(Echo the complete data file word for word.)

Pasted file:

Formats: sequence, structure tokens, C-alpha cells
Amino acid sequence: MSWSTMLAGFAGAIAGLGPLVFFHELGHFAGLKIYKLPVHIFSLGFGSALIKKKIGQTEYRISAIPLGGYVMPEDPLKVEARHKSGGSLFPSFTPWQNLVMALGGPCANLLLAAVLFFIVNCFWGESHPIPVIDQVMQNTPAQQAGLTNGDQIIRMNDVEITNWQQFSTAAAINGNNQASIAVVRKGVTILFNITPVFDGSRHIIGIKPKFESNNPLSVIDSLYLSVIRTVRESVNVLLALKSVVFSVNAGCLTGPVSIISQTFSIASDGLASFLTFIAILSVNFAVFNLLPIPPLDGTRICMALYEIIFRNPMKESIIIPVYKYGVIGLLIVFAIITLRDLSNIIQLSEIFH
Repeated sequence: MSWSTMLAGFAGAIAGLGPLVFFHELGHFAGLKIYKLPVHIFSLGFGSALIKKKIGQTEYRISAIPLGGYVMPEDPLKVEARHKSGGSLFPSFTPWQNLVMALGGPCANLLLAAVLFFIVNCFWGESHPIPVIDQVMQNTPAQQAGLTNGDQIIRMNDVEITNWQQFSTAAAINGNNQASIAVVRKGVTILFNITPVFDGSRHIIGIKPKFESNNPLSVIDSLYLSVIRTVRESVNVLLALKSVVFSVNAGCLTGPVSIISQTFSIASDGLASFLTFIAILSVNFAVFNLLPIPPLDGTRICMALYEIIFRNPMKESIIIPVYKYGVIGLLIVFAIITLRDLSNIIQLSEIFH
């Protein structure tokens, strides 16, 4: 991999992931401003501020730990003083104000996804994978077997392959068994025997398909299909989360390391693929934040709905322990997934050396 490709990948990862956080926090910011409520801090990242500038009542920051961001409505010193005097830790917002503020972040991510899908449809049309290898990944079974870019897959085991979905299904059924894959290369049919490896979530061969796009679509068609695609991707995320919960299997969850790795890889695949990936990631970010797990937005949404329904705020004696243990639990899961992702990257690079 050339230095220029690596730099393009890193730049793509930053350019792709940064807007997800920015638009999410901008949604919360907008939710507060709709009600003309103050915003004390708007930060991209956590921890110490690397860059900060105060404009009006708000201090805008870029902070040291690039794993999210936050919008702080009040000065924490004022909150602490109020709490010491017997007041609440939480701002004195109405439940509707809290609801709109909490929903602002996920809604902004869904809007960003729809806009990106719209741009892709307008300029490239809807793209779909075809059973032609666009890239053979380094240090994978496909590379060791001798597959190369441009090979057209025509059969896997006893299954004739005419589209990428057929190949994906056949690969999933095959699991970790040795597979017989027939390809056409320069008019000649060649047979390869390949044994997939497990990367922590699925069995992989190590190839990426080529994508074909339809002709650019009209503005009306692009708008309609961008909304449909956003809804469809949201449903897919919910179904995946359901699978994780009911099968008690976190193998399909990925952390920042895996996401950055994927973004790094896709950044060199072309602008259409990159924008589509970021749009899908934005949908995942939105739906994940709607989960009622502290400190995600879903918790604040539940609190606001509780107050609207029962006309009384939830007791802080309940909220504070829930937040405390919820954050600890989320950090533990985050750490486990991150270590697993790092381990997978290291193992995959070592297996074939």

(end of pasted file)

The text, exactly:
Formats: sequence, structure tokens, C-alpha cells
Amino acid sequence: MSWSTMLAGFAGAIAGLGPLVFFHELGHFAGLKIYKLPVHIFSLGFGSALIKKKIGQTEYRISAIPLGGYVMPEDPLKVEARHKSGGSLFPSFTPWQNLVMALGGPCANLLLAAVLFFIVNCFWGESHPIPVIDQVMQNTPAQQAGLTNGDQIIRMNDVEITNWQQFSTAAAINGNNQASIAVVRKGVTILFNITPVFDGSRHIIGIKPKFESNNPLSVIDSLYLSVIRTVRESVNVLLALKSVVFSVNAGCLTGPVSIISQTFSIASDGLASFLTFIAILSVNFAVFNLLPIPPLDGTRICMALYEIIFRNPMKESIIIPVYKYGVIGLLIVFAIITLRDLSNIIQLSEIFH
Repeated sequence: MSWSTMLAGFAGAIAGLGPLVFFHELGHFAGLKIYKLPVHIFSLGFGSALIKKKIGQTEYRISAIPLGGYVMPEDPLKVEARHKSGGSLFPSFTPWQNLVMALGGPCANLLLAAVLFFIVNCFWGESHPIPVIDQVMQNTPAQQAGLTNGDQIIRMNDVEITNWQQFSTAAAINGNNQASIAVVRKGVTILFNITPVFDGSRHIIGIKPKFESNNPLSVIDSLYLSVIRTVRESVNVLLALKSVVFSVNAGCLTGPVSIISQTFSIASDGLASFLTFIAILSVNFAVFNLLPIPPLDGTRICMALYEIIFRNPMKESIIIPVYKYGVIGLLIVFAIITLRDLSNIIQLSEIFH
């Protein structure tokens, strides 16, 4: 991999992931401003501020730990003083104000996804994978077997392959068994025997398909299909989360390391693929934040709905322990997934050396 490709990948990862956080926090910011409520801090990242500038009542920051961001409505010193005097830790917002503020972040991510899908449809049309290898990944079974870019897959085991979905299904059924894959290369049919490896979530061969796009679509068609695609991707995320919960299997969850790795890889695949990936990631970010797990937005949404329904705020004696243990639990899961992702990257690079 050339230095220029690596730099393009890193730049793509930053350019792709940064807007997800920015638009999410901008949604919360907008939710507060709709009600003309103050915003004390708007930060991209956590921890110490690397860059900060105060404009009006708000201090805008870029902070040291690039794993999210936050919008702080009040000065924490004022909150602490109020709490010491017997007041609440939480701002004195109405439940509707809290609801709109909490929903602002996920809604902004869904809007960003729809806009990106719209741009892709307008300029490239809807793209779909075809059973032609666009890239053979380094240090994978496909590379060791001798597959190369441009090979057209025509059969896997006893299954004739005419589209990428057929190949994906056949690969999933095959699991970790040795597979017989027939390809056409320069008019000649060649047979390869390949044994997939497990990367922590699925069995992989190590190839990426080529994508074909339809002709650019009209503005009306692009708008309609961008909304449909956003809804469809949201449903897919919910179904995946359901699978994780009911099968008690976190193998399909990925952390920042895996996401950055994927973004790094896709950044060199072309602008259409990159924008589509970021749009899908934005949908995942939105739906994940709607989960009622502290400190995600879903918790604040539940609190606001509780107050609207029962006309009384939830007791802080309940909220504070829930937040405390919820954050600890989320950090533990985050750490486990991150270590697993790092381990997978290291193992995959070592297996074939």